Mishap on the Madison.
It all took place within seconds. Entering a bend in a fast chute of water, the current grabbed the canoe, slammed it into the bank, and started pulling us down. Water poured over the gunnels as the pressure held us tight to the bank. The nose of the canoe had jammed against a beaver lodge, wedging us in. We were helpless, sinking lower by the second. I knew the heavily loaded canoe was doomed to sink.
I chucked my rifle and backpack to the bank, grabbed the stern line, and slipped overboard. Wading through chest-deep water of the Madison River, I made my way upstream to an overhanging ash tree. While I tied the line to a branch, I yelled to Randy to jump for the beaver lodge. My nine-year-old son, standing on his seat, bent his knees and jumped clear. I waded back down to the canoe and frantically grabbed beaver, mink, and muskrats from inside the boat. The powerful current turned the canoe sideways, dumping my traps into the water. Then it sunk to the bottom.
Born and raised a half-mile from the Gallatin River, where I’d spent countless hours fishing, hunting, and swimming, I was no stranger to rivers and their currents. I’d even seen a drift boat completely crushed by water pressure in the Big Hole. The sinking canoe had put me into survival mode; I seemed to be running as though automated. But with my son safe, it was time to see about saving my canoe.
The year was 1969. We were about two miles downstream from Ennis, in one of the many channels the Madison breaks into as it flows north toward Ennis Lake. It was a sunny November day; a bit cool, but not what one would call cold. I sized up the situation: Although the current was coming hard into the bend, where the canoe was stuck, it was flowing much harder around the beaver lodge. I figured this faster water might work to my advantage.
I untied the rope and waded to the opposite bank, where I dug in my heels and leaned hard into the rope. The canoe was heavy, like a sunken log, but with some effort I got it to move. Eventually I pulled it out far enough where the current got behind it and kicked it into the faster water around the beaver lodge. I pulled harder and it came free. The current swept it slowly downstream to a shallow riffle, where it stopped. I dumped the water, got it back upright, and tied it to a small aspen. The canoe was undamaged.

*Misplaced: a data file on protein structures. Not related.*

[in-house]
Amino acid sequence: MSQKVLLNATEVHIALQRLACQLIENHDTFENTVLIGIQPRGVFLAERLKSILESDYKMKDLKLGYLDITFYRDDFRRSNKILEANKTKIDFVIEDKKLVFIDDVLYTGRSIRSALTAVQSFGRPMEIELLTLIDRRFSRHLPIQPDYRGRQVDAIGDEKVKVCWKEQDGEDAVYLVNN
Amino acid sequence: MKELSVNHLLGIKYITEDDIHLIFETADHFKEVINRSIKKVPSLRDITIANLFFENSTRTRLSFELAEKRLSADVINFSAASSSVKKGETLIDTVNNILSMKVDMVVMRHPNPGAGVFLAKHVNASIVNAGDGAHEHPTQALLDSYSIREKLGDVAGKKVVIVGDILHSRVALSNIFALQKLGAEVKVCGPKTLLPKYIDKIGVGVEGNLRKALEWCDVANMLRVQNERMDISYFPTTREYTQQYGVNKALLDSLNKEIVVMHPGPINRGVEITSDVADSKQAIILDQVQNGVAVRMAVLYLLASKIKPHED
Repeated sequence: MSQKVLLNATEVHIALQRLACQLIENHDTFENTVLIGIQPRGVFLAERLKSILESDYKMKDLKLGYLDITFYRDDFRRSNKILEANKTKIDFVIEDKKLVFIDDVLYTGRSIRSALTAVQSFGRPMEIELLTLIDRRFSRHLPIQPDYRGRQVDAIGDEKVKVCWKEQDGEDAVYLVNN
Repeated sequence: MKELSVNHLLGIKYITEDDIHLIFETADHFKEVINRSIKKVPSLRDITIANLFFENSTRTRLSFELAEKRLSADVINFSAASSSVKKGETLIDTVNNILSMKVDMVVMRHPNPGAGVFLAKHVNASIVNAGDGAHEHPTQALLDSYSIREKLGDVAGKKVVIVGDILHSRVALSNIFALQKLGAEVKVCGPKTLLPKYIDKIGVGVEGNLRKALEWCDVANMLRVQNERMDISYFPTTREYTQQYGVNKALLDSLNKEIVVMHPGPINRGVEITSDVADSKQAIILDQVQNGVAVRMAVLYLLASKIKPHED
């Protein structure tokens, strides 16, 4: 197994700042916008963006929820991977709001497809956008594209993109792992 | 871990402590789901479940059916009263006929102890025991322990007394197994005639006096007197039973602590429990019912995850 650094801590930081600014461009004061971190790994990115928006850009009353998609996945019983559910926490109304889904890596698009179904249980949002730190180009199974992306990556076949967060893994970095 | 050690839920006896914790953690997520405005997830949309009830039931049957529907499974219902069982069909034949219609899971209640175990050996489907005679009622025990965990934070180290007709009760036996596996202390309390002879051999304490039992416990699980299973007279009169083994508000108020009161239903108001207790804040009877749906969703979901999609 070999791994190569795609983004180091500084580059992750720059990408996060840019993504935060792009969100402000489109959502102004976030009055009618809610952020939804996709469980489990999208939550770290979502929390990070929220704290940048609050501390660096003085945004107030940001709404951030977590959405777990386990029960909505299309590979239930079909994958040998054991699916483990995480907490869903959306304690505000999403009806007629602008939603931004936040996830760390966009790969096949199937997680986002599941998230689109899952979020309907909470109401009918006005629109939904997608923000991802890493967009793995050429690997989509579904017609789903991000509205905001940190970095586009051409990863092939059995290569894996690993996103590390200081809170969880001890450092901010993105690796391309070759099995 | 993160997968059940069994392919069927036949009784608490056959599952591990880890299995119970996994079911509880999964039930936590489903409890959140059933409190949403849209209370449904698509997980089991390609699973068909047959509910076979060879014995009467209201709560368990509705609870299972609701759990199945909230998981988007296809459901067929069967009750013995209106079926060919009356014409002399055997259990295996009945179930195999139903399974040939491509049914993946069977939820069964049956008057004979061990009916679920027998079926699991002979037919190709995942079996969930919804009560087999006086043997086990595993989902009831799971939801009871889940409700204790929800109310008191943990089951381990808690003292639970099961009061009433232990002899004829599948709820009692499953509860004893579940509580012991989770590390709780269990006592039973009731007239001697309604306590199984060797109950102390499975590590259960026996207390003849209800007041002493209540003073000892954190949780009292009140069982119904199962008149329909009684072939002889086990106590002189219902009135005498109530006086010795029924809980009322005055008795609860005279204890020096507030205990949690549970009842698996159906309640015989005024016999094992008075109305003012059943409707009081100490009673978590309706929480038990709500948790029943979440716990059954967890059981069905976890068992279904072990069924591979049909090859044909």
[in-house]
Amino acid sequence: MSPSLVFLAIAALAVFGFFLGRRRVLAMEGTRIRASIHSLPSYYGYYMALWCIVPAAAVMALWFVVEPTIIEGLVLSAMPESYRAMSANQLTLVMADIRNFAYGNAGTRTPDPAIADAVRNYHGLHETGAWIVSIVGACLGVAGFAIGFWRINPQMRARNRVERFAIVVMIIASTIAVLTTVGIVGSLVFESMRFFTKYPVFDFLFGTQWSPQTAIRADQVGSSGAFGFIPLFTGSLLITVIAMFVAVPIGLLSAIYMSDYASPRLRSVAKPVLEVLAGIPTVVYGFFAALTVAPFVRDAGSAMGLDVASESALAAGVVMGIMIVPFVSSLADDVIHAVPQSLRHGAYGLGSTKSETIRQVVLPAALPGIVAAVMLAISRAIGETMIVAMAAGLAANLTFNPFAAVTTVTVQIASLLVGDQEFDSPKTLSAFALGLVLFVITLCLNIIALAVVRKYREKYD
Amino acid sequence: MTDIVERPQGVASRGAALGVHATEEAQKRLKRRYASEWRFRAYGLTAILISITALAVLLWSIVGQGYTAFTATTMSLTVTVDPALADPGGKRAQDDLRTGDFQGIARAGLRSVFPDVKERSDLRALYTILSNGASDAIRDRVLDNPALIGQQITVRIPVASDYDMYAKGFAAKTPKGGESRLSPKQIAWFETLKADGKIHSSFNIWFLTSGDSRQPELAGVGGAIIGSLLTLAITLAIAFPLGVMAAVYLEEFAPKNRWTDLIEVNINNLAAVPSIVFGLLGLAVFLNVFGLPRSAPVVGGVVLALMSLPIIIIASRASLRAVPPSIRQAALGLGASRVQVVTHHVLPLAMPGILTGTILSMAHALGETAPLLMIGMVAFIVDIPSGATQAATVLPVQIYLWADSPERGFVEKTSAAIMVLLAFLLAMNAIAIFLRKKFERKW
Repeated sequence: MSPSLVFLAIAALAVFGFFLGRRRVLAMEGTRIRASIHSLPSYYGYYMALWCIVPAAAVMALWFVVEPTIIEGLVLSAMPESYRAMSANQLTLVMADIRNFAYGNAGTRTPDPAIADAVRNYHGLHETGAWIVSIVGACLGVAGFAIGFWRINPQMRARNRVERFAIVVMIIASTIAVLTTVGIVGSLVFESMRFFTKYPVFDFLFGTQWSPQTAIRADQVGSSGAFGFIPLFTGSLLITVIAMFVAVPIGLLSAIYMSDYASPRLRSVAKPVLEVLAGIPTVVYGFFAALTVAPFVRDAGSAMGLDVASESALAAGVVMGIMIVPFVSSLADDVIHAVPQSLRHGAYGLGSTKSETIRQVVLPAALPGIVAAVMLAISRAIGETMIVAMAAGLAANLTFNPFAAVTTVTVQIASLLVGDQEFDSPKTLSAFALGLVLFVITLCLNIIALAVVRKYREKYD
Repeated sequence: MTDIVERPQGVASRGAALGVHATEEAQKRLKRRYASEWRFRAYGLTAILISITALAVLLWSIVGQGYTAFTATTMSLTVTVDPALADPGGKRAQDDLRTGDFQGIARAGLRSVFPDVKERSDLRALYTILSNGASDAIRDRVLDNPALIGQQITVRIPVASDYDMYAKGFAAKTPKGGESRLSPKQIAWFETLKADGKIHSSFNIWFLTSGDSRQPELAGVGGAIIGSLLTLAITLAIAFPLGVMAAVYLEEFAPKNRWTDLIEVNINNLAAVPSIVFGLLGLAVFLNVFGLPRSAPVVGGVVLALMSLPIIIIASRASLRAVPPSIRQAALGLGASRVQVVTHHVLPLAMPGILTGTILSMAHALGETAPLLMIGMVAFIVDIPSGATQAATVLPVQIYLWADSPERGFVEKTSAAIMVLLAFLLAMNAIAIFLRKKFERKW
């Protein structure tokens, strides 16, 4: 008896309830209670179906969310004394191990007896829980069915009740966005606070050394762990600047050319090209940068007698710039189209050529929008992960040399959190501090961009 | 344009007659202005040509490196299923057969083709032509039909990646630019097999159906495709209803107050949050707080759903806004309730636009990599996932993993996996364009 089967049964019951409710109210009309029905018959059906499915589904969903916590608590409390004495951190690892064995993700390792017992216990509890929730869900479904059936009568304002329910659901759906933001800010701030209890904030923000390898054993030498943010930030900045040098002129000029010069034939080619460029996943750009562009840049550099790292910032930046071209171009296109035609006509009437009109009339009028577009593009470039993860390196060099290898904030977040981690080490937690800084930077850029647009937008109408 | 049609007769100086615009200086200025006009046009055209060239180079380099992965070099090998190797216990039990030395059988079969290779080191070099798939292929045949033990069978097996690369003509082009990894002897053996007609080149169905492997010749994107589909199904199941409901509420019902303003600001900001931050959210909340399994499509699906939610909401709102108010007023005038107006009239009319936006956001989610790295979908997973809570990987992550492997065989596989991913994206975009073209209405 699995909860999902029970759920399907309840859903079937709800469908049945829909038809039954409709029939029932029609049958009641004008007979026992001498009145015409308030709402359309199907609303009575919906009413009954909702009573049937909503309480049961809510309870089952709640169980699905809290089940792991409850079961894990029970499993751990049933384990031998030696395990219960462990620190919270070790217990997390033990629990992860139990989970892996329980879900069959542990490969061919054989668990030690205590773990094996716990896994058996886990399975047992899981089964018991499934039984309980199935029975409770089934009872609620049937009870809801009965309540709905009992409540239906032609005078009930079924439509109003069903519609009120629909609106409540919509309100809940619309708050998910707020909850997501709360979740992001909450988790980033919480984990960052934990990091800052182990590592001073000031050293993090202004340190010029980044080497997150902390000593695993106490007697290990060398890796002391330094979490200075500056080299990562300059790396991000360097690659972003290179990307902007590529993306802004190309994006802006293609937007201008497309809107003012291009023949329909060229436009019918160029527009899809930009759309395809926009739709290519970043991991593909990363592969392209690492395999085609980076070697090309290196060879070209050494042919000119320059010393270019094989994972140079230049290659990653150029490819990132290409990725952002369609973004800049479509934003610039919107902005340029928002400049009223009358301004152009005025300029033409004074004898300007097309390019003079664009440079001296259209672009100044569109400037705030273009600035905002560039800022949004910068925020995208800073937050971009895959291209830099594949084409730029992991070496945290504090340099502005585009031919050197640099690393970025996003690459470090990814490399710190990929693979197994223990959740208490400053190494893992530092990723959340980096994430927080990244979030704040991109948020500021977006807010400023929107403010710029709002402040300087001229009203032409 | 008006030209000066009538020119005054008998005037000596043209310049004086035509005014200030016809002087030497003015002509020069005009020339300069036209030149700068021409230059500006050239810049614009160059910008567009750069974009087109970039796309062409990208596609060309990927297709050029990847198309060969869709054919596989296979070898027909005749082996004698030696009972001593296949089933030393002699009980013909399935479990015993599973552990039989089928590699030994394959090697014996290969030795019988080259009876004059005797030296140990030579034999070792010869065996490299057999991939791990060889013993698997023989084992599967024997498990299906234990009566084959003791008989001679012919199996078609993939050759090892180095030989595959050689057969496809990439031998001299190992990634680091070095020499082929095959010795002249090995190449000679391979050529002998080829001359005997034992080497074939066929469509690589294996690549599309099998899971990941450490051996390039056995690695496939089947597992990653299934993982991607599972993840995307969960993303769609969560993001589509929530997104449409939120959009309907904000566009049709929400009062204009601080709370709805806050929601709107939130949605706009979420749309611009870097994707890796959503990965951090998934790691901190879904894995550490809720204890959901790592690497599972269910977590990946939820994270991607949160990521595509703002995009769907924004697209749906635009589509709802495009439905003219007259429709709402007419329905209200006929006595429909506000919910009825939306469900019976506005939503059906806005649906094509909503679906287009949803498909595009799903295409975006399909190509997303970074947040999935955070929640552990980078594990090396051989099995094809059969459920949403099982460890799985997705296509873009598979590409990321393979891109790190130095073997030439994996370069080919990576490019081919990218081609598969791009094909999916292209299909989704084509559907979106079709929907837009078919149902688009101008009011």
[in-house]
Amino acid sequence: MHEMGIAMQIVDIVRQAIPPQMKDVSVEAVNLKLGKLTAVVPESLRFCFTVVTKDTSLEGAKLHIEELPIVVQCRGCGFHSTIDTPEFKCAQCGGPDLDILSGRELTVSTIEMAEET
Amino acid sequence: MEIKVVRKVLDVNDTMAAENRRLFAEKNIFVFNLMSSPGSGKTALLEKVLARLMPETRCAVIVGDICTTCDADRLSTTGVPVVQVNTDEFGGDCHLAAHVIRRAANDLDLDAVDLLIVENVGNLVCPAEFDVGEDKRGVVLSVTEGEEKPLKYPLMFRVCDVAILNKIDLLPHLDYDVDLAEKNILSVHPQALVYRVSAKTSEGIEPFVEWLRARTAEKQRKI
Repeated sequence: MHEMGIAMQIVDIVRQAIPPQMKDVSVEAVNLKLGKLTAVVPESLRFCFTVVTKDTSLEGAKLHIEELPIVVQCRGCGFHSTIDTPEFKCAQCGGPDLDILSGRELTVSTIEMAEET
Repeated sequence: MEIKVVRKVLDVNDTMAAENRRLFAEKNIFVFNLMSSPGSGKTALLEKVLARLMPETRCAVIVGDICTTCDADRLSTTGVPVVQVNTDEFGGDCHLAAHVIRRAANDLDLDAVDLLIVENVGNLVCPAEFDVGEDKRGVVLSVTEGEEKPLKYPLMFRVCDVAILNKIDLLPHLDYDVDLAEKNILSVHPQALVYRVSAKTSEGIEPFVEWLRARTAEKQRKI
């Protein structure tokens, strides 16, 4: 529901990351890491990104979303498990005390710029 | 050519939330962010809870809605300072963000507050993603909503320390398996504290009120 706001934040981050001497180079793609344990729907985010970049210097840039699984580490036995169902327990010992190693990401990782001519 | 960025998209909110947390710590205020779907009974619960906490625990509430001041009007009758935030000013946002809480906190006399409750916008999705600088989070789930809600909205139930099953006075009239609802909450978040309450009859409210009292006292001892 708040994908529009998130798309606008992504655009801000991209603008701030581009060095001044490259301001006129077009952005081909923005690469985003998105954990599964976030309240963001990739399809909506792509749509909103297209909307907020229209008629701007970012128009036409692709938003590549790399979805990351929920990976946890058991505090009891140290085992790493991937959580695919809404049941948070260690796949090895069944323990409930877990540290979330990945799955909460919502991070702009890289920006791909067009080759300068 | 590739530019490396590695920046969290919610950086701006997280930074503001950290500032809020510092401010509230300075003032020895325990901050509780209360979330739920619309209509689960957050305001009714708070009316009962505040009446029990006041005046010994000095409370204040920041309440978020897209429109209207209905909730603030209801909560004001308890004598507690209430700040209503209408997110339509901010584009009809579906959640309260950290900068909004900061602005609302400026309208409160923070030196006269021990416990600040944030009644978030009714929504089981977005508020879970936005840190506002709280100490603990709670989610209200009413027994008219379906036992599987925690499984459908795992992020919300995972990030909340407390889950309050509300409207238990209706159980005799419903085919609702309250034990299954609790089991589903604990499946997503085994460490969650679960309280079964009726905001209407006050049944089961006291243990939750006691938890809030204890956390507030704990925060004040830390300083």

Randy kept his perch on the beaver lodge. I walked back upstream and asked him if he was all right. “My fee are soaked, Dad, ” he said, “but I’m okay.” “Good,” I told him, “now let’s get this gear and critters back to the canoe.”
After we loaded everything, I explained to Randy why we had wrecked, how the weight in the canoe and the current movement was a bad combination. I also explained how I was able to get the canoe out. I then told him that with his wet feet, the best thing would be to drop him off at the Hubners, some friends who lived downstream. I would then finish the run on my own.
We got in the canoe and shoved off, checking traps as we went. When we were near the Hubners’s place, I beached the canoe and walked Randy to their house. They were more than happy to take Randy in, and of course he had a delightful time telling them all that happened.
As I walked back to the river, thoughts came rushing into my mind. First, I thanked our maker that Randy was all right. Then I mused on what the river had taught me. I settled on this: Don’t take chances when you’re not sure of the outcome. I knew that this river did not have a great conscience and would drown me in a minute. I also knew I could have beached the canoe and walked it past that fast run. And I knew that I needed to buy Randy a pair of hip boots, to replace the snow-pacs he had on.
Mainly, though, what I felt was gratitude—what could have been a real heart-tearing run had turned out okay. I liked the life I had, and worked hard at keeping it that way. In the spring and fall I worked for the Forest Service, but there wasn’t much for decent employment in Ennis, Montana during the winter. With the high demand in the European fur market, trapping was a good way for me to keep my family and help pay the bills. I could have lost my canoe and all my traps, and all that extra income.
But I hadn’t. As I reached the river, I paused a moment to take in the canoe sitting there with all the trapping gear. “Well,” I said, “did you enjoy your baptism?” It was a 16-foot Starcraft with a three-foot beam—a trapper’s dream as far as I was concerned. (My previous “canoe” was a 12-foot homemade unit, covered in canvas with waterproof paint—and with it there is another story.)
I launched the canoe and headed on downriver. The beauty of this run was almost intoxicating, with the large cottonwood trees, red willows, and pods of cattails everywhere. There was life all around me: red-winged blackbirds, Canadian geese, red-tailed hawks, various kinds of ducks, and numerous other songbirds. I marveled at the diversity of nature and the beauty it spreads all over the world. Just like the beauty in all the people I’ve met, it all lays right there in my memory.
I took a beaver, two muskrats, and a mink before reaching the spot where the Madison empties into Ennis Lake. I could see my old red pickup truck about a thousand yards away, near the northwest corner of the lake. I headed across, thankful that the wind wasn’t blowing; otherwise I’d have had to skirt the edge of the lake which would take much longer.
I made the same run the next morning, using a grappling hook and rope to retrieve my tub and traps. As I loaded up the truck, I realized my respect for rivers had taken a high climb, and that I felt very close to the Madison. I put the truck into gear, picked up Randy, and then headed home to start skinning and stretching fur.